The other way we use food is in classical conditioning, when we want to change how a dog feels about something. For example, the dog is afraid of the brush, but we want to teach them to be groomed. Dogs love food, so we can help them learn to like the brush by quickly following every presentation of the brush with lots of yummy food. With a gradual training plan, and being very (very) careful to only work at the dog’s pace, we can help the dog learn to like the brush. (Note that, in contrast to operant conditioning, the dog doesn’t have to do anything – it’s the brush that predicts food).

Those of you with fearful dogs will know that trying to get rid of fear is a long, slow process that may not be completely successful. It’s better to try to prevent fear in the first place, if possible.

What you need in order to use food in dog training

Strictly speaking, all you need is some pieces of food hidden away in your hand. Having it on your person makes it easier to deliver food quickly – although there may be occasions when it’s more appropriate to run to the fridge for it.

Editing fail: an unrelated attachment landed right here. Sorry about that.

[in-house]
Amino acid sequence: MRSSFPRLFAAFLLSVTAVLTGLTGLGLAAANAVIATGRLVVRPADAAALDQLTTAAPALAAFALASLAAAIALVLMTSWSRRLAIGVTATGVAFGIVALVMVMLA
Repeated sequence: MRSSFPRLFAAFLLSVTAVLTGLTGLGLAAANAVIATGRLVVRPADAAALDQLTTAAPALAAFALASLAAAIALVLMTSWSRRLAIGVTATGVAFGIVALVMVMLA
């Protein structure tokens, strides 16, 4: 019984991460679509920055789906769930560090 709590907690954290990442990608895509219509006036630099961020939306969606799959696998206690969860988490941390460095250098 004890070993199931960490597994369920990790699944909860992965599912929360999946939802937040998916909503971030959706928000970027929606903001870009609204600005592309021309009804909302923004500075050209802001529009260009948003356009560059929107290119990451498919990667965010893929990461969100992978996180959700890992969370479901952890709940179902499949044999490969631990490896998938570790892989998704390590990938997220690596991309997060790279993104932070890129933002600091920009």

Little cubes of cooked chicken are an ideal food reward, but there are lots of other choices. Find something your dog likes and that you are happy with. Kibble is generally not the best idea for training; something that is tasty and adds variety to the dog’s diet will be more motivating.

Adorable West Highland Terrier dog with a happy smile
Photo: Kellymmuller73 (

If you’re going to be doing a lot of training, it will make life easier to get a treat pouch of some sort. You can get one that is literally just for the food rewards, or one that has extra pockets for your cellphone, keys, and poop bags.